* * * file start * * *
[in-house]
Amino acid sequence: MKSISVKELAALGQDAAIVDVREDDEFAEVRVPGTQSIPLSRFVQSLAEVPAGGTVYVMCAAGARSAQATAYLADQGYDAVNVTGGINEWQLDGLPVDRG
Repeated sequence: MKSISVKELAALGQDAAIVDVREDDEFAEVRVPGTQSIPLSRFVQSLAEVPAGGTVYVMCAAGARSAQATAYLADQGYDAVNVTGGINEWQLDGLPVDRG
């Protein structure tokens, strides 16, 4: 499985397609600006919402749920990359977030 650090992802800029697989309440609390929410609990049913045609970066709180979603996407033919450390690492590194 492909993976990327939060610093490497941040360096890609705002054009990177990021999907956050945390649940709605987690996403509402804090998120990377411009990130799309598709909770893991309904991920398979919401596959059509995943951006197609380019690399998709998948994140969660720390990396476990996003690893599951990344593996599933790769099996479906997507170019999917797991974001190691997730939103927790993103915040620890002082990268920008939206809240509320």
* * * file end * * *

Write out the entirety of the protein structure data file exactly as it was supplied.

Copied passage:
[in-house]
Amino acid sequence: MKSISVKELAALGQDAAIVDVREDDEFAEVRVPGTQSIPLSRFVQSLAEVPAGGTVYVMCAAGARSAQATAYLADQGYDAVNVTGGINEWQLDGLPVDRG
Repeated sequence: MKSISVKELAALGQDAAIVDVREDDEFAEVRVPGTQSIPLSRFVQSLAEVPAGGTVYVMCAAGARSAQATAYLADQGYDAVNVTGGINEWQLDGLPVDRG
């Protein structure tokens, strides 16, 4: 499985397609600006919402749920990359977030 650090992802800029697989309440609390929410609990049913045609970066709180979603996407033919450390690492590194 492909993976990327939060610093490497941040360096890609705002054009990177990021999907956050945390649940709605987690996403509402804090998120990377411009990130799309598709909770893991309904991920398979919401596959059509995943951006197609380019690399998709998948994140969660720390990396476990996003690893599951990344593996599933790769099996479906997507170019999917797991974001190691997730939103927790993103915040620890002082990268920008939206809240509320």